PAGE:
April 01, 2018

Should I be concerned about dark spots in my vision?

Q: I've noticed several dark spots in my vision. Is this something to be concerned about?

A: Dark spots such as those you describe may be floaters. These black or gray specks, strings, or cobwebs typically drift about when you move your eyes and appear to dart away when you look at them directly.

People who need glasses to see distance (nearsighted) are more likely to get floaters. They're more common in older adults, as well as in people who've experienced eye trauma or inflammation inside the eye.

The presence of a few floaters usually isn't a cause for concern. Most are caused by age-related changes that occur as the jellylike substance (vitreous) inside your eye becomes more liquid. When this happens, tiny fibers within the vitreous tend to clump and can cast tiny shadows on your retina.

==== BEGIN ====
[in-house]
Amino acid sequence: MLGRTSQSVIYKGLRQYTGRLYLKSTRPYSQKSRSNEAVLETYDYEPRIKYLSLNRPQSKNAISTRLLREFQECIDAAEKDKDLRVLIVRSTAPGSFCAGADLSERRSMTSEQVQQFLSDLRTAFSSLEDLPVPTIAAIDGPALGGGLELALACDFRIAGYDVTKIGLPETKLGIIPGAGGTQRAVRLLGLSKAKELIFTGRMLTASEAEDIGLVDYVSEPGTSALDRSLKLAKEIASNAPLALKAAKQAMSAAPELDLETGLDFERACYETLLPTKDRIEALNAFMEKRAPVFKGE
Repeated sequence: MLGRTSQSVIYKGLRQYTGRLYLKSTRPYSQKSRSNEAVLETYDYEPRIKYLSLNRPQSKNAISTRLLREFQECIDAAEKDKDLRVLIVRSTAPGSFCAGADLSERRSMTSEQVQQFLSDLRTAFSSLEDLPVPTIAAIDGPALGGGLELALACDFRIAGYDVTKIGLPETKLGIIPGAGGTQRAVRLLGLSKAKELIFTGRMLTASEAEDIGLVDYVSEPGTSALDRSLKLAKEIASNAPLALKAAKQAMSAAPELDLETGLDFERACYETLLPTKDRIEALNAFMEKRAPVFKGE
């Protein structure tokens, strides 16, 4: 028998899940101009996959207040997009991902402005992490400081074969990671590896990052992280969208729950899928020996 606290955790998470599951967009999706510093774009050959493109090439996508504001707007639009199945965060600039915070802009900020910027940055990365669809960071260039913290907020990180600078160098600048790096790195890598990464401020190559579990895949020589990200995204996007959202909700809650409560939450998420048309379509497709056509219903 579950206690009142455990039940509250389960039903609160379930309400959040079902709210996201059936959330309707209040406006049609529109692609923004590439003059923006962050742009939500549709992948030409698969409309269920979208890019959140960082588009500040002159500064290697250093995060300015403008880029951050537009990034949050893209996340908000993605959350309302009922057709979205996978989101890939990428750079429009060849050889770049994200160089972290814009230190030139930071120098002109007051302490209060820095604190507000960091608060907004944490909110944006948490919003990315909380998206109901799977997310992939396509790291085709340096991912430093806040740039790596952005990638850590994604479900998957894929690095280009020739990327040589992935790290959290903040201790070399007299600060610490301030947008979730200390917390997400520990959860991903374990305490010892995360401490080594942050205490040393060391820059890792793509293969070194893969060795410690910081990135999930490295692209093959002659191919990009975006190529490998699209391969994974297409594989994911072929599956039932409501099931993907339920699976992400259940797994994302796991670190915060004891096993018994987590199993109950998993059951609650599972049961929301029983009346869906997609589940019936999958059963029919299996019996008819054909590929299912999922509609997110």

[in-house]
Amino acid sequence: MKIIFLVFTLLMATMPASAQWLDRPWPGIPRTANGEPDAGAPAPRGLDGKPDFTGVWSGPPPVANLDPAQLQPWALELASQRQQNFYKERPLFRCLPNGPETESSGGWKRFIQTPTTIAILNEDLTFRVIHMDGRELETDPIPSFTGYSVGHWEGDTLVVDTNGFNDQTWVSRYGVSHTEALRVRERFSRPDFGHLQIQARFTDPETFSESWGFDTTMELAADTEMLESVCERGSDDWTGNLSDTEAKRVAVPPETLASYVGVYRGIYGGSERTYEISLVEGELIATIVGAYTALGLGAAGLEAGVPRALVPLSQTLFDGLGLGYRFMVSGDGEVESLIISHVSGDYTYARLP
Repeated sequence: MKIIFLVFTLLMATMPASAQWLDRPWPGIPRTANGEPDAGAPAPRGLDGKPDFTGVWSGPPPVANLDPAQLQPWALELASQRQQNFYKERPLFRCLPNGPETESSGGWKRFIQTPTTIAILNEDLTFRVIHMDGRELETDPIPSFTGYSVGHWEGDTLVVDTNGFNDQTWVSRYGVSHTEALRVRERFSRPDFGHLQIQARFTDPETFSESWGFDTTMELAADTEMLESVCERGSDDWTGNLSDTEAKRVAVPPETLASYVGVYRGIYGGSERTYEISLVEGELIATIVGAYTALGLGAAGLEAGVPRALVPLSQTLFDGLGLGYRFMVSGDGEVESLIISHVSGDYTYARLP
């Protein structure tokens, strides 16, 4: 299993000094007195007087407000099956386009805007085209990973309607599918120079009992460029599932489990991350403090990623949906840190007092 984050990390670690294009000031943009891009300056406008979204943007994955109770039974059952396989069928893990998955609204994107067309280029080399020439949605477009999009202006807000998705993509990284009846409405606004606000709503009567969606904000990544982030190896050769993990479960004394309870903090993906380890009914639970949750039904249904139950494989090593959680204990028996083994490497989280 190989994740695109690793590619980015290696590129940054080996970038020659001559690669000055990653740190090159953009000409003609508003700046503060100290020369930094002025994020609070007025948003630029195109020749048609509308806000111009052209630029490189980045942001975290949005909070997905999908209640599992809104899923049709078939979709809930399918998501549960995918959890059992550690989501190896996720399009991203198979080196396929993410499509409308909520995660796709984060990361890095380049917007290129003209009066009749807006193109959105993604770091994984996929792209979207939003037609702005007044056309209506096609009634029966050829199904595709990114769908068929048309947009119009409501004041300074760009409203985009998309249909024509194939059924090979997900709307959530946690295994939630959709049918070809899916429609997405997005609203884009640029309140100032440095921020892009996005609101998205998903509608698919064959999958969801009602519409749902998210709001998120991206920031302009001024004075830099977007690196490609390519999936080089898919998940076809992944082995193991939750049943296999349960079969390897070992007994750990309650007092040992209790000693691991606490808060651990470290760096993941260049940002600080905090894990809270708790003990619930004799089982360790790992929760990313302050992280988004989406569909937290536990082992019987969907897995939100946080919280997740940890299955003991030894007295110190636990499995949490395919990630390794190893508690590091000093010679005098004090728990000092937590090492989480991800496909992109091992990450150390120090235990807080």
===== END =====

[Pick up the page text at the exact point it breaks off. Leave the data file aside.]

Although usually harmless, not all floaters are nonthreatening clumps of vitreous, so it's a good idea to have any new floaters examined by an eye doctor. Contact an eye specialist immediately if you notice a sudden increase in floaters in one eye. In particular, seek prompt attention if you also see light flashes or lose your peripheral vision. This change may signal that the retina has or is pulling away from the back of your eye (retinal detachment). Detachment usually occurs over about a week.

A retina with a hole or tear can be successfully treated, either with laser treatment or surgery. If left untreated, full detachment can lead to vision loss in the affected eye.

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